With our recent KEPServerEX version 6.5 release, PTC significantly improved customers’ ability to secure their industrial control systems against today’s cybersecurity threats. And while our security enhancements and tools are important, so are the continuous improvements we made to 32 other server components, drivers and advanced plug-ins.
You spoke; we listened—and today, we’ll tour the updates that ease customer pain points and provide more industrial data access.
It’s becoming clear that fully-integrated Building Management Systems (BMS) monitor and control all major building components and systems—from lighting and HVAC to security and access control—are the future of the building automation market. And as more advanced hardware and software solutions enter market, it is imperative that facility managers and building owners design with interoperability and open standards in mind. This approach enables current and legacy components and systems to be effectively and efficiently integrated.
In my previous post, I walked you through a common situation where there is no “out-of-the-box” solution available for connecting a device into an existing automation system. Today, I’m going to demonstrate how you can create a custom driver with Kepware’s User Configurable (U-CON) driver.
I recently experienced some technology integration headaches. I tried to install a smart thermostat in my home only to find my ancient furnace uses two wires instead of the requisite four. I was road-blocked trying to get this new technology integrated into old technology, and it turned out to be much more involved—and expensive—than I anticipated.
When discussing optimized automation systems, network communications are a common concern because of their significant complexity. Luckily, KEPServerEX has a number of tools available that make difficult optimizations easy to implement. In the first of a series of posts on project optimization, I will outline the optimization tools available to just one of the elements of a KEPServerEX project: the channel.
Before I get into Kepware’s current implementation of the BACnet Calendar and Schedule Objects (available in KEPServerEX version 5.15 and later), we should cover objects in general terms. When we talk about objects, we are essentially talking about structured data. You can think of structured data as how we store and organize data so that it can be easily and efficiently referenced and used. For example, rather than reading your first name, your last name, and then your location, you read it all at once. Structured data is a collection of properties or attributes that can contain various information, some of which is useless on its own but paints a larger and more meaningful picture when combined.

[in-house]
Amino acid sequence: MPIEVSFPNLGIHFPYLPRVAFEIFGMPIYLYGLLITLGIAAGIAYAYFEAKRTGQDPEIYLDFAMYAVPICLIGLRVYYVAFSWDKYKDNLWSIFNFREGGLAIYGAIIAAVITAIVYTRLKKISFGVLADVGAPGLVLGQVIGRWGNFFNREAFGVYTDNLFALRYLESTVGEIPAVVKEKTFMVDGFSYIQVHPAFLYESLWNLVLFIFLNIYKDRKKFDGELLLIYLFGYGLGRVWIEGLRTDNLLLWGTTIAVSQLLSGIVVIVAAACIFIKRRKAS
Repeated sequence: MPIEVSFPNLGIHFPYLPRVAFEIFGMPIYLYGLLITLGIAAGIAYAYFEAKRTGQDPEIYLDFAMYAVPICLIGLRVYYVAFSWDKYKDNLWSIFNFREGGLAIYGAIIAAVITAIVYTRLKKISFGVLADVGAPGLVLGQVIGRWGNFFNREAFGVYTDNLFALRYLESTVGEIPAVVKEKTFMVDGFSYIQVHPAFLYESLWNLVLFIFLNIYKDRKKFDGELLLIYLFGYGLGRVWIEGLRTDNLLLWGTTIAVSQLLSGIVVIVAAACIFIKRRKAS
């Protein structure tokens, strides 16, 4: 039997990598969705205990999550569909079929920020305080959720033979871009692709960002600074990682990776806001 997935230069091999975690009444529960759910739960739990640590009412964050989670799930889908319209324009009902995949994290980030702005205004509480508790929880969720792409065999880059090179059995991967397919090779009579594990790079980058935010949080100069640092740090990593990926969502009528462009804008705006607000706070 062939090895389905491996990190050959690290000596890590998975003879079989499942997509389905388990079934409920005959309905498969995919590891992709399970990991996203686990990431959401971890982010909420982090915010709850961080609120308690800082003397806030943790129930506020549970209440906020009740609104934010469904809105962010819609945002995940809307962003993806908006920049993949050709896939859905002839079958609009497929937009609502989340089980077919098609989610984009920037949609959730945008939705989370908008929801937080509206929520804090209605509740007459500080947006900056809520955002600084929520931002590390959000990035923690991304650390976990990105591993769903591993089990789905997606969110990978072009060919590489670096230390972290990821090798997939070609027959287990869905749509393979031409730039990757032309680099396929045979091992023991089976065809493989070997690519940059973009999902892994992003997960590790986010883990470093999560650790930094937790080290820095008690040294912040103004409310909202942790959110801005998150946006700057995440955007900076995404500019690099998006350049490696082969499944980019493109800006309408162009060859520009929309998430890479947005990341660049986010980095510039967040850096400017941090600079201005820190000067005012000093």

Sysmac NJ is the new series of Machine Automation Controllers (MACs) from the device vendor Omron. The MAC is Omron's complete machine automation solution that combines logic, motion, vision, safety, robotics, and sensing. This means only one controller is needed for an entire machine or production cell.
In 1914, Henry Ford’s vehicle assembly line produced an average of twenty Model Ts an hour. In 2014, some manufacturers roll more than eighty vehicles off one assembly line in the same amount of time. We have come a long way from the days when you could have any color Model T—as long as that color was black.
Click the image below to see poll results from “SNMP Connectivity with KEPServerEX," our latest webinar presented by Applications Engineer Joanne Okvath. This webinar covered SNMP terminology before describing how users can leverage Kepware’s SNMP Agent Plug-In and SNMP Driver in their network configurations. Learn more—and find additional resources including the webinar recording—in the infographic below.
First, what do we mean by the “King of Automation”? If one standard were king, every component of an industrial automation system—from PLC to PC to PAC—would speak the same language regardless of manufacturer. In a way, this is what the micro-USB plug did for cell phones and cell phone chargers, but in industrial automation terms. (Isn’t it so much more convenient now that our cell phones and chargers all have the same plug?!)